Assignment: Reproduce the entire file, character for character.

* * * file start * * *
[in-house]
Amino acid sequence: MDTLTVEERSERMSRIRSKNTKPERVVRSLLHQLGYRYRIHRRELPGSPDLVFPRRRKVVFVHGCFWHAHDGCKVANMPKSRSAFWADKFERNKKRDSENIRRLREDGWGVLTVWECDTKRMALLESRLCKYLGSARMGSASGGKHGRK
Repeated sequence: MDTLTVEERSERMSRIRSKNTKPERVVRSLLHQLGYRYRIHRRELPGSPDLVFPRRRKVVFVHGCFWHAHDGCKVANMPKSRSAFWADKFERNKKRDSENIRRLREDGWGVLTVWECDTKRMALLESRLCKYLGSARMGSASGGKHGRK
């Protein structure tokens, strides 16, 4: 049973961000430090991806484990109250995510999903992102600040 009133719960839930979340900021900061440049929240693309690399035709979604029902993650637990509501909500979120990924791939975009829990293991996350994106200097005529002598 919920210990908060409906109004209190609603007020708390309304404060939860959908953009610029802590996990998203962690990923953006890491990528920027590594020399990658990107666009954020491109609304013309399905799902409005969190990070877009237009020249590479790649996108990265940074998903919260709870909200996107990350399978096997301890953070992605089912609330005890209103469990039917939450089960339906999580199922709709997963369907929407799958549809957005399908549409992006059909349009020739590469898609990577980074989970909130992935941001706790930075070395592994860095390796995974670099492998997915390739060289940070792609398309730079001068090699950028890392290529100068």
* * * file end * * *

[in-house]
Amino acid sequence: MDTLTVEERSERMSRIRSKNTKPERVVRSLLHQLGYRYRIHRRELPGSPDLVFPRRRKVVFVHGCFWHAHDGCKVANMPKSRSAFWADKFERNKKRDSENIRRLREDGWGVLTVWECDTKRMALLESRLCKYLGSARMGSASGGKHGRK
Repeated sequence: MDTLTVEERSERMSRIRSKNTKPERVVRSLLHQLGYRYRIHRRELPGSPDLVFPRRRKVVFVHGCFWHAHDGCKVANMPKSRSAFWADKFERNKKRDSENIRRLREDGWGVLTVWECDTKRMALLESRLCKYLGSARMGSASGGKHGRK
């Protein structure tokens, strides 16, 4: 049973961000430090991806484990109250995510999903992102600040 009133719960839930979340900021900061440049929240693309690399035709979604029902993650637990509501909500979120990924791939975009829990293991996350994106200097005529002598 919920210990908060409906109004209190609603007020708390309304404060939860959908953009610029802590996990998203962690990923953006890491990528920027590594020399990658990107666009954020491109609304013309399905799902409005969190990070877009237009020249590479790649996108990265940074998903919260709870909200996107990350399978096997301890953070992605089912609330005890209103469990039917939450089960339906999580199922709709997963369907929407799958549809957005399908549409992006059909349009020739590469898609990577980074989970909130992935941001706790930075070395592994860095390796995974670099492998997915390739060289940070792609398309730079001068090699950028890392290529100068």